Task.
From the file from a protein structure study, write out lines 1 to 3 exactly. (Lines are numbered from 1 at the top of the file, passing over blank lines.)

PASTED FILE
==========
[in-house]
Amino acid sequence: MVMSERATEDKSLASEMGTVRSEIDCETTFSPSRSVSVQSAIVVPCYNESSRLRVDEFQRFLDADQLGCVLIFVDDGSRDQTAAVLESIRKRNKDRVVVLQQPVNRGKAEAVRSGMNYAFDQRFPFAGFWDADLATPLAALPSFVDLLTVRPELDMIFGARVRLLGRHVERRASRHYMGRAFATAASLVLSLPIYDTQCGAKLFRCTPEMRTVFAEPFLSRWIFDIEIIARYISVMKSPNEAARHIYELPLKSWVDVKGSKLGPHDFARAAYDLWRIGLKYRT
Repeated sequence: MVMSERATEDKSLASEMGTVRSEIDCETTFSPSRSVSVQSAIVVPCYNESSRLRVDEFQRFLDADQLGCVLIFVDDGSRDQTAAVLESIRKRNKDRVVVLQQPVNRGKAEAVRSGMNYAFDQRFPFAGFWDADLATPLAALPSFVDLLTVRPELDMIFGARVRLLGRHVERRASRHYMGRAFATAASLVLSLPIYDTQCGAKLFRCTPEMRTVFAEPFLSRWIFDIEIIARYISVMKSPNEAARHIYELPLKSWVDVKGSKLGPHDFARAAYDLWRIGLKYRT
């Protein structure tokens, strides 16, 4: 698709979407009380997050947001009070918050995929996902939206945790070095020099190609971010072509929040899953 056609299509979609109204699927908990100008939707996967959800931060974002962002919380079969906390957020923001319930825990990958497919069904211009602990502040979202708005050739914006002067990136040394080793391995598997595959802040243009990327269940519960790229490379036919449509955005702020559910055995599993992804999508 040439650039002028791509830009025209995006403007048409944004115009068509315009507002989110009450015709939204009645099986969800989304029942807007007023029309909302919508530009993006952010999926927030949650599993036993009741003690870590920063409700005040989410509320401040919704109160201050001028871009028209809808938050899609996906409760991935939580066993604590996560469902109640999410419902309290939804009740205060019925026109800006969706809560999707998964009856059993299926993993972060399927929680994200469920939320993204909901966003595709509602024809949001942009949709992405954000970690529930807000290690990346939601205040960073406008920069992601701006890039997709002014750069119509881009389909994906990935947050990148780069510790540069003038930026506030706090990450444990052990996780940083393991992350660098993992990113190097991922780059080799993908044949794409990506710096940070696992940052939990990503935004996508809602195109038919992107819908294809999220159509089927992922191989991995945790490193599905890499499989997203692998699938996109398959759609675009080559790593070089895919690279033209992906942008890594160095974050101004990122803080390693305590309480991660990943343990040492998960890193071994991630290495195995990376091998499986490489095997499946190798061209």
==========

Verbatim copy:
[in-house]
Amino acid sequence: MVMSERATEDKSLASEMGTVRSEIDCETTFSPSRSVSVQSAIVVPCYNESSRLRVDEFQRFLDADQLGCVLIFVDDGSRDQTAAVLESIRKRNKDRVVVLQQPVNRGKAEAVRSGMNYAFDQRFPFAGFWDADLATPLAALPSFVDLLTVRPELDMIFGARVRLLGRHVERRASRHYMGRAFATAASLVLSLPIYDTQCGAKLFRCTPEMRTVFAEPFLSRWIFDIEIIARYISVMKSPNEAARHIYELPLKSWVDVKGSKLGPHDFARAAYDLWRIGLKYRT
Repeated sequence: MVMSERATEDKSLASEMGTVRSEIDCETTFSPSRSVSVQSAIVVPCYNESSRLRVDEFQRFLDADQLGCVLIFVDDGSRDQTAAVLESIRKRNKDRVVVLQQPVNRGKAEAVRSGMNYAFDQRFPFAGFWDADLATPLAALPSFVDLLTVRPELDMIFGARVRLLGRHVERRASRHYMGRAFATAASLVLSLPIYDTQCGAKLFRCTPEMRTVFAEPFLSRWIFDIEIIARYISVMKSPNEAARHIYELPLKSWVDVKGSKLGPHDFARAAYDLWRIGLKYRT